During the March 19 conference, Cardinal Burke expressed his gratitude and appreciation to St. Joseph's parishioners who have supported the historic renewal campaign.

“Yesterday, I had the pleasure to visit Archbishop Vigneron, who warmly welcomed me to the Archdiocese of Detroit and expressed his gratitude for this community and its commitment to the historic renewal of St. Joseph Shrine,” Cardinal Burke told an estimated crowd of 300 people. “I, too, would like to extend my appreciation for the community and its historic renewal efforts. I encourage you to continue the legacy and cooperation with divine providence, to lay up a treasure for future generations in glorifying God and laying the foundation for the salvation of souls.”

Cardinal Burke’s 49-minute lecture focused on St. Joseph’s dual role as the spouse of the Blessed Virgin Mary and foster father and legal guardian of Jesus.

Canon Jean-Baptiste Commins, ICKSP, rector of St. Joseph Shrine, carries a relic of St. Joseph for veneration during a public procession through Detroit's Eastern Market.
Canon Jean-Baptiste Commins, ICKSP, rector of St. Joseph Shrine, carries a relic of St. Joseph for veneration during a public procession through Detroit's Eastern Market.

“St. Joseph in a unique manner has this secondary role of cooperation, next to the Blessed Virgin Mary, in the work of our redemption by his virginal marriage to Mary and the virginal fatherhood of God the Son,” Cardinal Burke said. “He is a coworker with the Virgin Mary in the redemptive work of the Incarnation, as we are all called to be, although not in the unique way of St. Joseph.”

Mary and Joseph were legally man and wife when the Archangel Gabriel visited Mary, prompting her fiat in bringing God the Son into the world, Cardinal Burke said, meaning God uniquely chose Mary and Joseph, a married couple of the House of David, for this purpose.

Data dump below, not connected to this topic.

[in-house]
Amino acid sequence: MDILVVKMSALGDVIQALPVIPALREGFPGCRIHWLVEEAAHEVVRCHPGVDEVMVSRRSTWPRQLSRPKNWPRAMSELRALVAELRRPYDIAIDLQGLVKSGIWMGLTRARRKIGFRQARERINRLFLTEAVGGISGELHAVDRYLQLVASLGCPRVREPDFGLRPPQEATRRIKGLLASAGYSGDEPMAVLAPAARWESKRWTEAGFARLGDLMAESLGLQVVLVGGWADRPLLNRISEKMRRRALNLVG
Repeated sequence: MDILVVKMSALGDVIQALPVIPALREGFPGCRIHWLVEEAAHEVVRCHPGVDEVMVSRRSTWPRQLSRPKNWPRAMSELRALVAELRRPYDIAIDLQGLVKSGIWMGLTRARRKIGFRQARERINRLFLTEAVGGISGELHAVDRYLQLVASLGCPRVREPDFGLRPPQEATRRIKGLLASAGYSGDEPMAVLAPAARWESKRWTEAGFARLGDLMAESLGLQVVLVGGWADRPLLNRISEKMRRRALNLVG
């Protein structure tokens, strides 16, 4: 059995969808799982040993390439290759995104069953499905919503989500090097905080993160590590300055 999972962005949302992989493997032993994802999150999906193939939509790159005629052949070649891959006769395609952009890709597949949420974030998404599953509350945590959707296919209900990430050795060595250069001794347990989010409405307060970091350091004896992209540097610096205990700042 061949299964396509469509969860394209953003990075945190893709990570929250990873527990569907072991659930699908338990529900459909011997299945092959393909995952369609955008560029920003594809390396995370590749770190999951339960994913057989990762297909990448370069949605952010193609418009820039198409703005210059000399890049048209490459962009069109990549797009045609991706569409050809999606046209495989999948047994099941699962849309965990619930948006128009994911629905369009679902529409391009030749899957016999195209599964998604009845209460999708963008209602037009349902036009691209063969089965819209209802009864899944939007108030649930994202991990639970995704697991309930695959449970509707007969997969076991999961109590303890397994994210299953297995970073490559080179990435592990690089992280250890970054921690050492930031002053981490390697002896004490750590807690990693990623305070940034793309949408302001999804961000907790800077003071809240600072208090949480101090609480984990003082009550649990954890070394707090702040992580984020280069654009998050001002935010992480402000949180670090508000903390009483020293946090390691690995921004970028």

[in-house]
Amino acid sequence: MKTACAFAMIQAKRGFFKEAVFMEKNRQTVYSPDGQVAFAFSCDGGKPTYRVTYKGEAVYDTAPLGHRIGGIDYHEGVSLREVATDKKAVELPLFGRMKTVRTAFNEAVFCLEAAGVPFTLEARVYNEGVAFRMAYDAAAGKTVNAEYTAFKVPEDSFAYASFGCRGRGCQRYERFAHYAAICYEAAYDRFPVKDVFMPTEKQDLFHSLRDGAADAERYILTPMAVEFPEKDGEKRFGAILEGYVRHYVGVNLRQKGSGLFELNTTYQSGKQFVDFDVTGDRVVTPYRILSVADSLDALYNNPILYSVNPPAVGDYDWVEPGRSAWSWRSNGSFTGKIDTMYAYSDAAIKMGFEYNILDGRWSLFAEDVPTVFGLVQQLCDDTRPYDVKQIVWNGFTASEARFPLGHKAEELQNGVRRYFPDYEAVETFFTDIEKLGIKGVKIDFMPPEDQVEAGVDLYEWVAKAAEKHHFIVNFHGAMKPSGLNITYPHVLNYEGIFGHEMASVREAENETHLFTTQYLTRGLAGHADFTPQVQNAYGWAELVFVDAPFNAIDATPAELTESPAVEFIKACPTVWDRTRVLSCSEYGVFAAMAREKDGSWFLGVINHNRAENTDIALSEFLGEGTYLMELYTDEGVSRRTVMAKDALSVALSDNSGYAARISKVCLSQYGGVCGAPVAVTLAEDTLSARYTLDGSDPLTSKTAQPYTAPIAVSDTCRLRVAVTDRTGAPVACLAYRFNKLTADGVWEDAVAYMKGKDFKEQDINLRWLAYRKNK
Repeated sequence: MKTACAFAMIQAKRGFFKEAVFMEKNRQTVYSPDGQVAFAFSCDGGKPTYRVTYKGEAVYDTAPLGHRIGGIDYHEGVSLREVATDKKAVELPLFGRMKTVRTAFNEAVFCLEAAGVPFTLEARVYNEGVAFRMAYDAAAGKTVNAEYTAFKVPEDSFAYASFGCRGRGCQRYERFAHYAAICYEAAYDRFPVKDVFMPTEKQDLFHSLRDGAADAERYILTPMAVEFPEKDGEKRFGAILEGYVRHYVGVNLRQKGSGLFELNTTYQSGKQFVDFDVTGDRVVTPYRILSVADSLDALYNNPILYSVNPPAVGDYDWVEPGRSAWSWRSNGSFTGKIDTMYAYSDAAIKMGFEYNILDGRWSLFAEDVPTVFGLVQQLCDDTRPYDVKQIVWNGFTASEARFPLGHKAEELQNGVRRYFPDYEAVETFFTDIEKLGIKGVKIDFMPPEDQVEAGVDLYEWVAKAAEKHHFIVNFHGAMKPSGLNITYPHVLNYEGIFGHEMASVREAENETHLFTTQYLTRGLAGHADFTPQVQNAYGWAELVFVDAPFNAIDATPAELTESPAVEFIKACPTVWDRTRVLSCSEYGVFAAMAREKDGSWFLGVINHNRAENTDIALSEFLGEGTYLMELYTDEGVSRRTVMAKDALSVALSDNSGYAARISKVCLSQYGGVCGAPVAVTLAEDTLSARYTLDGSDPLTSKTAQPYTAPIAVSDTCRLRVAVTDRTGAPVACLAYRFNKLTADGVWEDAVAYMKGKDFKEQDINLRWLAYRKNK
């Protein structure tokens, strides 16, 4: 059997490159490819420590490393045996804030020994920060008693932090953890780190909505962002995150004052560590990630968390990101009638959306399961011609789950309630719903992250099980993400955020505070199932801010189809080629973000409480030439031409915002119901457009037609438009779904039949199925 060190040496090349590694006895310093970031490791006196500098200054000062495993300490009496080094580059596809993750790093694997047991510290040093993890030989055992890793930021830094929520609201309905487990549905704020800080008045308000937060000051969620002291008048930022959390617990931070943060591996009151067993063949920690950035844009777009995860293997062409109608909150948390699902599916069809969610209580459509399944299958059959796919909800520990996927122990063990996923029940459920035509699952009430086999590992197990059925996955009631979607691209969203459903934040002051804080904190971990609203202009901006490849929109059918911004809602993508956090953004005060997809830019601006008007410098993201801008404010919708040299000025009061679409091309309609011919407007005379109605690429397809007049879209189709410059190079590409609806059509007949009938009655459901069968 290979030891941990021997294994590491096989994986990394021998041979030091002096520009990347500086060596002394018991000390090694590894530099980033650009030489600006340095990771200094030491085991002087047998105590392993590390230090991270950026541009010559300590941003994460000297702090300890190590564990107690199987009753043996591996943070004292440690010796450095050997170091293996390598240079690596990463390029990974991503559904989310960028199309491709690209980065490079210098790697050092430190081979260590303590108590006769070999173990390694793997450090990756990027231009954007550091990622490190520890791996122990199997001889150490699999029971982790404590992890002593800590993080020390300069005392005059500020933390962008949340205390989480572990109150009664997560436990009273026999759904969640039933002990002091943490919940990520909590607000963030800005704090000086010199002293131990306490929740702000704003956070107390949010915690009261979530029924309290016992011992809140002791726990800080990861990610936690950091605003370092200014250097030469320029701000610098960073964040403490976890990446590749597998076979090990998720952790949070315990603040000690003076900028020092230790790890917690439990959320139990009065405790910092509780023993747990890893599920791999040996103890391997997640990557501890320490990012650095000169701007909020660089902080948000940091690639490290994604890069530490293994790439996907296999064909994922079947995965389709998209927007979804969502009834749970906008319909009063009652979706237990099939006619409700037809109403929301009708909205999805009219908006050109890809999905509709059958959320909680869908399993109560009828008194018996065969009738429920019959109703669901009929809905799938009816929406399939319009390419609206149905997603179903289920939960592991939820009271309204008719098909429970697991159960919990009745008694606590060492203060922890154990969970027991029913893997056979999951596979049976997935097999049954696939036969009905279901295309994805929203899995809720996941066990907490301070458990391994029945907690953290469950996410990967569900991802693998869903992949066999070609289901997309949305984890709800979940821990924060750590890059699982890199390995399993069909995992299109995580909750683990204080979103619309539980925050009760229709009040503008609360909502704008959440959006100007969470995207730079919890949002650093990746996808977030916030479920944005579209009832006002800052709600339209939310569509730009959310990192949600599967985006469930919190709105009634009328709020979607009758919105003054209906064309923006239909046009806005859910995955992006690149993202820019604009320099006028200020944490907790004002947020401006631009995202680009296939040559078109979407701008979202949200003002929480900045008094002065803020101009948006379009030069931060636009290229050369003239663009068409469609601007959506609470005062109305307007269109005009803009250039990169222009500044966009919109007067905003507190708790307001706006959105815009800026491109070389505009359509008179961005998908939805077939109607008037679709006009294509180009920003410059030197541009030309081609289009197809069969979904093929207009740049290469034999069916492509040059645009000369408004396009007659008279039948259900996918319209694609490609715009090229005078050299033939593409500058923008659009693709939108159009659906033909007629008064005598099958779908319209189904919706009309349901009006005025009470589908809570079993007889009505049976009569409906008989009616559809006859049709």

Cardinal Burke stressed the importance of the Annunciation in Luke's Gospel as key to understanding St. Joseph’s role in salvation as a just, humble man willing to do the work of God, and the faithful's imitation of him.

“Our reflection of St. Joseph, protector of the Church, is not rooted in some sentimental or imaginative way of understanding our relationship with St. Joseph,” Cardinal Burke said. “Our reflection is the true marriage of St. Joseph to the Blessed Virgin Mary and the virginal paternity of Jesus.”

A procession with a relic and statue of St. Joseph continues over an overpass with the steeple of St. Joseph Shrine visible in the background.
A procession with a relic and statue of St. Joseph continues over an overpass with the steeple of St. Joseph Shrine visible in the background.

The next day, Cardinal Burke celebrated a Pontifical High Mass at St. Joseph Shrine, followed by a procession with a statue of St. Joseph and banners dedicated to the foster father of Jesus through Eastern Market.

“Processions in the course of history have always been a clear, beautiful sign of public acts of worship in our society and culture, especially at a time when God is so absent in the lives of many,” Canon Commins said. “People who see these processions see the people are reverent, they are singing hymns, there is all this attention geared to the statue of St. Joseph — everything speaks naturally to their souls. Even if you are completely foreign to Catholic theology, it is clear that something sacred is happening.”

The annual celebration of St. Joseph's feast day is the perfect time for the faithful to reflect on the great saint's virtues, Canon Commins said, specifically faith, courage, fortitude and a willingness to accept God’s plan for his family.

“St. Joseph serves as this great example of humility, being asked to be the foster father of our Lord. He is in the background. He doesn’t make noise. He remains humble, but still present. This calm is a sign of hope for us," Cannon Commins said. "Joseph didn’t understand what God was asking of him, but he remains humble and present in the life of the Lord — just as we can remain calm in the presence of Lord, even if we don’t know why or how God is calling us in our specific vocations.”

A statue of St. Joseph is displayed during veneration of a second-class relic at Detroit's Eastern Market on March 20.
A statue of St. Joseph is displayed during veneration of a second-class relic at Detroit's Eastern Market on March 20.

St. Joseph Shrine Historic Renewal

St. Joseph Shrine will host its annual parish gala Saturday, April 29, at St. Mary's Cultural Center in Livonia to raise money for its ongoing historic renewal campaign.

Tickets for the gala are available on the parish website, with this year’s gala featuring emcee Ken Kal, radio broadcaster for the Detroit Red Wings on AM 1270 “The Sports Station” and 97.1 FM “The Ticket,” as well as guest speaker Chuck Gaidica, a recent revert to the Catholic faith and narrator of the documentary “Detroit: The City of Churches.”